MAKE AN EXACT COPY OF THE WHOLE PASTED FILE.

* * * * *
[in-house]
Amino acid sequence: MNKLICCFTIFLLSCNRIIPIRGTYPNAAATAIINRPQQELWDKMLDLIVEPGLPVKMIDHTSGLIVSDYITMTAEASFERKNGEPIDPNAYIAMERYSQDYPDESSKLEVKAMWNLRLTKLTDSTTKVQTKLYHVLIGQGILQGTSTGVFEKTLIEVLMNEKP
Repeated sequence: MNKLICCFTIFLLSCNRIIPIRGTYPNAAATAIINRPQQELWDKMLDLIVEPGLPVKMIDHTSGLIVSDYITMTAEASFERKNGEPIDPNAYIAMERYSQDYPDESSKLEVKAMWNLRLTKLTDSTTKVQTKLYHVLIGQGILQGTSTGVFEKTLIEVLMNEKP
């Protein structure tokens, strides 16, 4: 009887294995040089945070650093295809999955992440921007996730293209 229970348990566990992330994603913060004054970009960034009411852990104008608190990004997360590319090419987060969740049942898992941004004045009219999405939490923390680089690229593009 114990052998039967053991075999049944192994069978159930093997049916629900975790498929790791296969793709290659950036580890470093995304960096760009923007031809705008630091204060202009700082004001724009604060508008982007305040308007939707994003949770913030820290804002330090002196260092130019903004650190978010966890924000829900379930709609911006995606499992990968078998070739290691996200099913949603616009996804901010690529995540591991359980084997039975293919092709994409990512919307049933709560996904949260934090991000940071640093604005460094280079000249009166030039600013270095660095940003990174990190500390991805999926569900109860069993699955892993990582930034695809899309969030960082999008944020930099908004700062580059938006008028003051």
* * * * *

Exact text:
[in-house]
Amino acid sequence: MNKLICCFTIFLLSCNRIIPIRGTYPNAAATAIINRPQQELWDKMLDLIVEPGLPVKMIDHTSGLIVSDYITMTAEASFERKNGEPIDPNAYIAMERYSQDYPDESSKLEVKAMWNLRLTKLTDSTTKVQTKLYHVLIGQGILQGTSTGVFEKTLIEVLMNEKP
Repeated sequence: MNKLICCFTIFLLSCNRIIPIRGTYPNAAATAIINRPQQELWDKMLDLIVEPGLPVKMIDHTSGLIVSDYITMTAEASFERKNGEPIDPNAYIAMERYSQDYPDESSKLEVKAMWNLRLTKLTDSTTKVQTKLYHVLIGQGILQGTSTGVFEKTLIEVLMNEKP
């Protein structure tokens, strides 16, 4: 009887294995040089945070650093295809999955992440921007996730293209 229970348990566990992330994603913060004054970009960034009411852990104008608190990004997360590319090419987060969740049942898992941004004045009219999405939490923390680089690229593009 114990052998039967053991075999049944192994069978159930093997049916629900975790498929790791296969793709290659950036580890470093995304960096760009923007031809705008630091204060202009700082004001724009604060508008982007305040308007939707994003949770913030820290804002330090002196260092130019903004650190978010966890924000829900379930709609911006995606499992990968078998070739290691996200099913949603616009996804901010690529995540591991359980084997039975293919092709994409990512919307049933709560996904949260934090991000940071640093604005460094280079000249009166030039600013270095660095940003990174990190500390991805999926569900109860069993699955892993990582930034695809899309969030960082999008944020930099908004700062580059938006008028003051």